UMass to Pay $650K HIPAA Breach Penalty After Trojan Malware Hack November 2016

Federal authorities hinted the monetary portion of the settlement might have been higher but the government took into account that the public university lost money in 2015.

Aldrin Brown, Editor-in-Chief

November 24, 2016

2 Min Read
UMass to Pay 650K HIPAA Breach Penalty After Trojan Malware Hack
UMass is the latest organization to pay up under a federal crackdown of HIPAA cybersecurity rules that has collected $23.5 million so far this year.

University of Massachusetts at Amherst (UMass) has agreed to pay $650,000 to settle a case alleging it failed to properly identify all of its component organizations that would handle electronic protected health information (ePHI) and one of those groups was later hacked, compromising the records of 1,670 people.

Investigators with the U.S. Department of Health and Human Services Office of Civil Rights (OCR) launched a probe on June 4, 2013, after receiving a repot that a workstation at the UMass Center for Language, Speech and Hearing (the Center) had been infected and the records of patients being treated for a variety of communication-related issues accessed.

Since it failed to properly designate the Center as a covered entity under the Security Rule of the Health Insurance Portability and Accountability Act (HIPAA), UMass did not extend the proper cybersecurity protections to the organization and the Center had no firewall at the time of the hack.

UMass had applied to OCR for a designation known as “hybrid entity” status, described as a way to account for “entities that have some functions that are covered by HIPAA and some that are not.”

“UMass had failed to designate all of its health care components when hybridizing, incorrectly determining that while its University Health Services was a covered health care component, other components, including the Center where the breach of ePHI occurred, were not covered components,” according to a Nov. 22 statement from OCR. “Because UMass failed to designate the Center a health care component, UMass did not implement policies and procedures at the Center to ensure compliance with the HIPAA Privacy and Security Rules.”

OCR investigators also found:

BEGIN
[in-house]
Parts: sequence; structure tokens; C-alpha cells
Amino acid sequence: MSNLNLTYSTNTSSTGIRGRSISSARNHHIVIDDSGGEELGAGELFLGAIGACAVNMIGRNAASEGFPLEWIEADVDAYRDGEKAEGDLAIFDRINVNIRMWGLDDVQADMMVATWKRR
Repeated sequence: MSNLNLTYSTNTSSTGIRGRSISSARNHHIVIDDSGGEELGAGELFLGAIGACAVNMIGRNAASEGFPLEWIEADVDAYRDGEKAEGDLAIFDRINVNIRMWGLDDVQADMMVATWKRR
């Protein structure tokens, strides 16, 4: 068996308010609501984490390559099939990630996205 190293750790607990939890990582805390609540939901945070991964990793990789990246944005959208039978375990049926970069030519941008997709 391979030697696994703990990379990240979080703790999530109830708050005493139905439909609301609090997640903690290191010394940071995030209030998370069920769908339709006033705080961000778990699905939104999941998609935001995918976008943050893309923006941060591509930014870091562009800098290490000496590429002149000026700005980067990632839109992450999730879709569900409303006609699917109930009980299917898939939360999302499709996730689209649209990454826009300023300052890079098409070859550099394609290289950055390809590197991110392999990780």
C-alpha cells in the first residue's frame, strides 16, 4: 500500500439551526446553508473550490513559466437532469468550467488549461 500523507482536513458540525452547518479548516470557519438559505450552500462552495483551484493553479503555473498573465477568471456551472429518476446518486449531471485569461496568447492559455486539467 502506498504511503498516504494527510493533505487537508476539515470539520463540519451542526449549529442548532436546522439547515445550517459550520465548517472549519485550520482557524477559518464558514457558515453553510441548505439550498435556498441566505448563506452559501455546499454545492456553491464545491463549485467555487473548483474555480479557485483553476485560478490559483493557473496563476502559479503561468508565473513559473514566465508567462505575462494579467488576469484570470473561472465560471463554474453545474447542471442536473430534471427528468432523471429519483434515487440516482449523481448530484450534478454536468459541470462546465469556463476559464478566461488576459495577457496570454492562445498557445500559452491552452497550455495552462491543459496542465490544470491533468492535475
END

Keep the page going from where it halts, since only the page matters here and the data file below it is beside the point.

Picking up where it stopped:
• UMass failed to implement technical security measures at the Center to guard against unauthorized access to ePHI transmitted over an electronic communications network by ensuring that firewalls were in place at the Center. 

  • Finally, UMass did not conduct an accurate and thorough risk analysis until September 2015. 

The hacked data included names, addresses, social security numbers, dates of birth, health insurance information, diagnoses and procedure codes.

“HIPAA’s security requirements are an important tool for protecting both patient data and business operations against threats such as malware,” OCR Director Jocelyn Samuels said in a statement. “Entities that elect hybrid status must properly designate their health care components and ensure that those components are in compliance with HIPAA’s privacy and security requirements.”

It’s not clear which portions of the Center’s operations would not have been bound by HIPAA regulations.

Thus far in 2016, healthcare organizations and, in some cases, the IT contractors they hired, have agreed to pay a combined $23.5 million to settle more than a dozen cases alleging they mishandled ePHI, as per HIPAA rules.

That’s up from just $6.2 million in all of 2015.


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About the Author(s)

Aldrin Brown

Editor-in-Chief, Penton

Veteran journalist Aldrin Brown comes to Penton Technology from Empire Digital Strategies, a business-to-business consulting firm that he founded that provides e-commerce, content and social media solutions to businesses, nonprofits and other organizations seeking to create or grow their digital presence.

Previously, Brown served as the Desert Bureau Chief for City News Service in Southern California and Regional Editor for Patch, AOL's network of local news sites. At Patch, he managed a staff of journalists and more than 30 hyper-local and business news and information websites throughout California. In addition to his work in technology and business, Brown was the city editor for The Sun, a daily newspaper based in San Bernardino, CA; the college sports editor at The Tennessean, Nashville, TN; and an investigative reporter at the Orange County Register, Santa Ana, CA.


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